Thursday, November 07, 2013

Cambodia records 973 critically endangered white-shoulder ibis: survey, 2013-11-07

PHNOM PENH, Nov. 7 (Xinhua) -- Cambodia has recorded some 973 white-shoulder ibis in its wild, making the country the stronghold for this critically endangered species, the conservationists group said Thursday.

BirdLife International and its partners including Cambodian Forestry Administration, People Resources and Conservation Foundation, Wildlife Conservation Society and Worldwide Fund for Nature, implemented a coordinated survey of 59 white-shouldered ibis roosts at sites across Cambodia.

The consortium launched four monthly censuses of this species over the wet season and the September counts produced a staggering 973 individuals, the group said in a press release. "These results once again confirm that Cambodia is the stronghold for the white-shouldered ibis and that it contains the most globally significant population of this critically endangered species,"the release said.

It added that the result followed nearly a decade's conservation work by international and local NGOs and government agencies. "Conservation actions, such as nest protection to improve chick survival, may have contributed to this increasing number but the population increases observed are mainly due to increased survey effort and better knowledge of roost locations,"it said.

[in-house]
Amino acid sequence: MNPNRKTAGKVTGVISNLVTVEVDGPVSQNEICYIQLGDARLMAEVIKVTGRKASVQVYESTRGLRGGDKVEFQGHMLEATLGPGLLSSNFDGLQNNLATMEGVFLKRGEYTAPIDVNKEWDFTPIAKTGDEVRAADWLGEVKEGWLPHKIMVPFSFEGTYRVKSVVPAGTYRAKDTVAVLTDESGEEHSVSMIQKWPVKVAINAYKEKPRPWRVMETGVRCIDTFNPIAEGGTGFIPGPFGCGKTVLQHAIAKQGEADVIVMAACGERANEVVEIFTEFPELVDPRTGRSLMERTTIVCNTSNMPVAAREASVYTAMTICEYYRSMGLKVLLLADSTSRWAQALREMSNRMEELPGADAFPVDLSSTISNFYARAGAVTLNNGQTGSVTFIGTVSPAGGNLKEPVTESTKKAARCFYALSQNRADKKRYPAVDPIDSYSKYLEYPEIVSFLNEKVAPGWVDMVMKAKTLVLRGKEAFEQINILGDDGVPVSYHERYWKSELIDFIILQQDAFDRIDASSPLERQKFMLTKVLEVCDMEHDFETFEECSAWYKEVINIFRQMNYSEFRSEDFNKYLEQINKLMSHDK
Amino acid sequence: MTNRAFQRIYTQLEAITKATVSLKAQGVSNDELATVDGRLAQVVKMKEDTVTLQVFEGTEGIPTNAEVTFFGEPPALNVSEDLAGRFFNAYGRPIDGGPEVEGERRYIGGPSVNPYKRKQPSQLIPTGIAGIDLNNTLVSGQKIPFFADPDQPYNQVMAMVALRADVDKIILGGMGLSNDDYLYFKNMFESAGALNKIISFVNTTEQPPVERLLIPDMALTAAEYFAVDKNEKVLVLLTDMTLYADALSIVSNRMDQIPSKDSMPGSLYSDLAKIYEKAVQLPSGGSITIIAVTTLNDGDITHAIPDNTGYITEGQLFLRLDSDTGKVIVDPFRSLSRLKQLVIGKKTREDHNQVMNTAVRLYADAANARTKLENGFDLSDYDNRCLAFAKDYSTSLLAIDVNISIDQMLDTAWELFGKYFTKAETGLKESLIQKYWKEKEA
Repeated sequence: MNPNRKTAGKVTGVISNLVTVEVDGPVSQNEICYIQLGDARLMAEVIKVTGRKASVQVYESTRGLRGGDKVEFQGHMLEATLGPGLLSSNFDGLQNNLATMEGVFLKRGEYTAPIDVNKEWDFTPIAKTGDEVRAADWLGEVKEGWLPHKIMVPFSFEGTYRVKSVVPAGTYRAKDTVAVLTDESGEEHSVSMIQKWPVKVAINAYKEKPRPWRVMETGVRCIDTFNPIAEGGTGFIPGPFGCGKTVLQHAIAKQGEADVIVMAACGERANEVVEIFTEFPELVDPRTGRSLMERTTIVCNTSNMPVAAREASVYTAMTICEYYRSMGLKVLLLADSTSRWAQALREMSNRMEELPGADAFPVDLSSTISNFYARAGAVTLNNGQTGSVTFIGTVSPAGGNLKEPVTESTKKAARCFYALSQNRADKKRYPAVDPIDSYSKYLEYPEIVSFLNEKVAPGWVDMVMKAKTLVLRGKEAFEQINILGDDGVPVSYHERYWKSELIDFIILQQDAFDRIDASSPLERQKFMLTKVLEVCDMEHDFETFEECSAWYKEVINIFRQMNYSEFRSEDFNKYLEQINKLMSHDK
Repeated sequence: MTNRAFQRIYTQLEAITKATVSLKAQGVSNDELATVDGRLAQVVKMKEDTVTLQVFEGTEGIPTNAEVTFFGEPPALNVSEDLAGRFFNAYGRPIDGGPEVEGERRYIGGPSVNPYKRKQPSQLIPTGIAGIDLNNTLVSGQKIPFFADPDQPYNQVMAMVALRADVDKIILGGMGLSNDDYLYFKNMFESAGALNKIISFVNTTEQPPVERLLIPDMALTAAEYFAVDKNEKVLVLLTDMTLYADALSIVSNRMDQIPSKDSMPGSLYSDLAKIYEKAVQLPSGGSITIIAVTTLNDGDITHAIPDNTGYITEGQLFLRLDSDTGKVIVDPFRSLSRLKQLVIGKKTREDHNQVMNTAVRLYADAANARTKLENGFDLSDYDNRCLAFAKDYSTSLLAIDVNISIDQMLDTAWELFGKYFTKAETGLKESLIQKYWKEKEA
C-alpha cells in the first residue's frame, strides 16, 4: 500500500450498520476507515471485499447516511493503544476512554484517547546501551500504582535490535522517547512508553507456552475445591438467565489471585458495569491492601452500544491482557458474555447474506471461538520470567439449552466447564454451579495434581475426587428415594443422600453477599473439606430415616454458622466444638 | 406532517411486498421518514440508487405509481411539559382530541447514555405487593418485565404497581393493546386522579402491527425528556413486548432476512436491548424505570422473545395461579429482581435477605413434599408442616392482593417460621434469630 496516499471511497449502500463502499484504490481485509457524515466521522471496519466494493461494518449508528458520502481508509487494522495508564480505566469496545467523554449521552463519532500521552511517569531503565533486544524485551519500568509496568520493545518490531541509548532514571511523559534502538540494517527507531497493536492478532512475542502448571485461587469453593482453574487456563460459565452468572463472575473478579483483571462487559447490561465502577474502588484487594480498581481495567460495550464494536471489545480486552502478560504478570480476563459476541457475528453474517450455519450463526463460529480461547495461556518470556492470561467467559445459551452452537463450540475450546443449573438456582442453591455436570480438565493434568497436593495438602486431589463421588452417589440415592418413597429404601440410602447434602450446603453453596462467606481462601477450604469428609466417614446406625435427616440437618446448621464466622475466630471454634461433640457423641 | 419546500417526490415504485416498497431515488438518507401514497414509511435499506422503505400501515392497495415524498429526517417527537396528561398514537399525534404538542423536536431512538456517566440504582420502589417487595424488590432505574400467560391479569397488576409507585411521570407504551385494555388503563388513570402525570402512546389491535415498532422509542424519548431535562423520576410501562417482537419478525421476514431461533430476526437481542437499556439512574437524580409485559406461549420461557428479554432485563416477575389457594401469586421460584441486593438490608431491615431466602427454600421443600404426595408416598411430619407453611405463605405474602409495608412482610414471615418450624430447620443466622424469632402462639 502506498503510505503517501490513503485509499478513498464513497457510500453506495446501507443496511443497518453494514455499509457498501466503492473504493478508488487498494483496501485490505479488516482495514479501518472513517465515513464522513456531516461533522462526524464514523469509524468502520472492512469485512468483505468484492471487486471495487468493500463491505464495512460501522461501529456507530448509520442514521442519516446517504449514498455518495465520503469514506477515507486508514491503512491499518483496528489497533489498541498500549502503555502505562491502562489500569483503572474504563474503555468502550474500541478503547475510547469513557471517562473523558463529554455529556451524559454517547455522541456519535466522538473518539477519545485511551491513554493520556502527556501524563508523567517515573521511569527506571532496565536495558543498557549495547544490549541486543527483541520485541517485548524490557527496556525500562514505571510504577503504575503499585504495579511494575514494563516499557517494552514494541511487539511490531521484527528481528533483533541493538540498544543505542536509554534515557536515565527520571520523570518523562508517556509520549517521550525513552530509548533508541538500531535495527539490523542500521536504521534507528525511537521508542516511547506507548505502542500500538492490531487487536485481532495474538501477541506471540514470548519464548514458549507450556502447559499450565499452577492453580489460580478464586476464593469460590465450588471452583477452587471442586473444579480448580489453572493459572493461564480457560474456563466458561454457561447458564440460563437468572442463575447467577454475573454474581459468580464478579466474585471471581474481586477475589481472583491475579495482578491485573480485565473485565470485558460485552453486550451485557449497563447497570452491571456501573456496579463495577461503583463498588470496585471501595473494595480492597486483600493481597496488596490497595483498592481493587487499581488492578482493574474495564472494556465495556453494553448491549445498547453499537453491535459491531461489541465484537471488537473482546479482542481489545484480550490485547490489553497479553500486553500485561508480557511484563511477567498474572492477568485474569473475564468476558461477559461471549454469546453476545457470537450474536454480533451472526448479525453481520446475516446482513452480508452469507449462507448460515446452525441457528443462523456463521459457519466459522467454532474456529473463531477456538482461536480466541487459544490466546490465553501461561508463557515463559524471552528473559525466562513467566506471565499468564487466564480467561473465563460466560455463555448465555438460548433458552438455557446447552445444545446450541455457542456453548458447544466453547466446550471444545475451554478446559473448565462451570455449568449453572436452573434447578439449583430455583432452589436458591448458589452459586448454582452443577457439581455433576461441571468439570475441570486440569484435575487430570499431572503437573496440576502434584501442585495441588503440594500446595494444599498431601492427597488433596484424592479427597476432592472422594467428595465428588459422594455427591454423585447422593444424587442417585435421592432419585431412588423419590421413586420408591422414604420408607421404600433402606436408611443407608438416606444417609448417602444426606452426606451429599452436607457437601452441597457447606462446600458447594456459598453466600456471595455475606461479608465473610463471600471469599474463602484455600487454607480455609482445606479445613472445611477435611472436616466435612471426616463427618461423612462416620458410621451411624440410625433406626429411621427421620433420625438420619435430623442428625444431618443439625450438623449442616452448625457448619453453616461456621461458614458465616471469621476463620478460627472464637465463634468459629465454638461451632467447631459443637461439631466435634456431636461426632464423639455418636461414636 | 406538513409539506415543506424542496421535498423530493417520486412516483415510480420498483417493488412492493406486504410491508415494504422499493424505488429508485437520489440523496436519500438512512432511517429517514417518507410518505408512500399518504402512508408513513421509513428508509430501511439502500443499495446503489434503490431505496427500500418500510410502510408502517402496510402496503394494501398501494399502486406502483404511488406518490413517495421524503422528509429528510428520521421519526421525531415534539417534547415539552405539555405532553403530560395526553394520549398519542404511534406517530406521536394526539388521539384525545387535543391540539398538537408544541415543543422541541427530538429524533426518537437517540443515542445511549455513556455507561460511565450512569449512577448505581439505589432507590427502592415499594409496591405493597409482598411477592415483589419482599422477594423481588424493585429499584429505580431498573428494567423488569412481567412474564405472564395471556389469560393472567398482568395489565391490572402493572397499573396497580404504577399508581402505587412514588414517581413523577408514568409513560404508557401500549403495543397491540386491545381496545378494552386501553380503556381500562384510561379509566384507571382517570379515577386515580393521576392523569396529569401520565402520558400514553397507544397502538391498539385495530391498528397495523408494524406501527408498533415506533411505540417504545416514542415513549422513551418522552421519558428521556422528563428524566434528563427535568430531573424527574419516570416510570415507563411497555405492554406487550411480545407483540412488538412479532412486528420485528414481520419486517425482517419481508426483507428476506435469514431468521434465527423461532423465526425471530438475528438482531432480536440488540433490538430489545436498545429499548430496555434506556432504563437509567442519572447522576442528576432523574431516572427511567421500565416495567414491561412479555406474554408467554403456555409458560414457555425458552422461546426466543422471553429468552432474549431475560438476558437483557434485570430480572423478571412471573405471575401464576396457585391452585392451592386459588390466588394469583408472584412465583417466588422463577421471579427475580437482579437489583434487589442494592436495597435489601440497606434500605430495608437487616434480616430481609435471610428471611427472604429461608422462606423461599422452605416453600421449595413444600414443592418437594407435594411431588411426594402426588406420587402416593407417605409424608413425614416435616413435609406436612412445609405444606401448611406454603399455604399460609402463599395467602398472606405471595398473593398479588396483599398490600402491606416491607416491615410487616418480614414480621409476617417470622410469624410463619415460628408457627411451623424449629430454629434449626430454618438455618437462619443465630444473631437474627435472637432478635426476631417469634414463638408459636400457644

Many of the roost locations are either outside of protected areas or in threatened protected areas and the future of this species is far from certain, said Hugh Wright, an expert on this species from the University of Cambridge. "Many of these birds are at risk of losing their habitat from imminent changes in land use and currently more than 79 percent of the birds were censused on roosts outside the boundaries of legally protected areas,"he said.

The counts have identified western Siem Pang Proposed Protected Forest as the most important site for this species globally, with 451 individuals -- equal to 41 percent of the global population -- followed by Lomphat Wildlife Sanctuary with 298 individuals.

However, both of these sites are threatened by Economic Land Concessions which will destroy key nesting and foraging habitats for this species, he said.

Other key sites in the national census include Kulen Promtep Wildlife Sanctuary in Preah Vihear province, Phnom Prich Wildlife Sanctuary in Mondulkiri province and the Mekong Flooded Forest in Kratie and Stung Treng provinces.

With a global population of only between 1,114 and 1,249 birds, Cambodia could hold as much as 97 percent of the world's white- shouldered ibises and the country is of vital importance for the species'conservation, the press release said.

1 comment:

Anonymous said...

even cambodia wildlife need home. they need help with animal rights, too. i love all animals, maybe except, snakes, shark and crocodile which i don't care about, period!